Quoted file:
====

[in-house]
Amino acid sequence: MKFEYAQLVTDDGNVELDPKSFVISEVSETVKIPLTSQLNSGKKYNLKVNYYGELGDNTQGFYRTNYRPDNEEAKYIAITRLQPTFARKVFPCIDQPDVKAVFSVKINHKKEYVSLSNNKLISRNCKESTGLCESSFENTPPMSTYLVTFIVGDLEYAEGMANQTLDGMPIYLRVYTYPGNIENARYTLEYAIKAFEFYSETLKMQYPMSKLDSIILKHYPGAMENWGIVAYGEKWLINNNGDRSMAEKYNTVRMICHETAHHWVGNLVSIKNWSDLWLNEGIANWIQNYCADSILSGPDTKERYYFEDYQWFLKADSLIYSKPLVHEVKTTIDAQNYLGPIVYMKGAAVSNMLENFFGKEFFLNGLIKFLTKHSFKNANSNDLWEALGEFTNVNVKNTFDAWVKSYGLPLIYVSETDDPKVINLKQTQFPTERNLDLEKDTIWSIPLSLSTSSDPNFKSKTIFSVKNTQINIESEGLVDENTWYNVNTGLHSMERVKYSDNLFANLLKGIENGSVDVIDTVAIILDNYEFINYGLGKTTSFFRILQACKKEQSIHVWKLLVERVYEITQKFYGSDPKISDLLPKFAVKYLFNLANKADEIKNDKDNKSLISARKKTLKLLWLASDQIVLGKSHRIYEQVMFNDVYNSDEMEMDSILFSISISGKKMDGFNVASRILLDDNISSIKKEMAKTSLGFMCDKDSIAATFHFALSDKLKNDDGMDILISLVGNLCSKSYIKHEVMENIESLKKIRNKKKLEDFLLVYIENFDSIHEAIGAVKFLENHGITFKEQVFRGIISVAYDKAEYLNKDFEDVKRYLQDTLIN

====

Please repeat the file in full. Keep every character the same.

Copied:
[in-house]
Amino acid sequence: MKFEYAQLVTDDGNVELDPKSFVISEVSETVKIPLTSQLNSGKKYNLKVNYYGELGDNTQGFYRTNYRPDNEEAKYIAITRLQPTFARKVFPCIDQPDVKAVFSVKINHKKEYVSLSNNKLISRNCKESTGLCESSFENTPPMSTYLVTFIVGDLEYAEGMANQTLDGMPIYLRVYTYPGNIENARYTLEYAIKAFEFYSETLKMQYPMSKLDSIILKHYPGAMENWGIVAYGEKWLINNNGDRSMAEKYNTVRMICHETAHHWVGNLVSIKNWSDLWLNEGIANWIQNYCADSILSGPDTKERYYFEDYQWFLKADSLIYSKPLVHEVKTTIDAQNYLGPIVYMKGAAVSNMLENFFGKEFFLNGLIKFLTKHSFKNANSNDLWEALGEFTNVNVKNTFDAWVKSYGLPLIYVSETDDPKVINLKQTQFPTERNLDLEKDTIWSIPLSLSTSSDPNFKSKTIFSVKNTQINIESEGLVDENTWYNVNTGLHSMERVKYSDNLFANLLKGIENGSVDVIDTVAIILDNYEFINYGLGKTTSFFRILQACKKEQSIHVWKLLVERVYEITQKFYGSDPKISDLLPKFAVKYLFNLANKADEIKNDKDNKSLISARKKTLKLLWLASDQIVLGKSHRIYEQVMFNDVYNSDEMEMDSILFSISISGKKMDGFNVASRILLDDNISSIKKEMAKTSLGFMCDKDSIAATFHFALSDKLKNDDGMDILISLVGNLCSKSYIKHEVMENIESLKKIRNKKKLEDFLLVYIENFDSIHEAIGAVKFLENHGITFKEQVFRGIISVAYDKAEYLNKDFEDVKRYLQDTLIN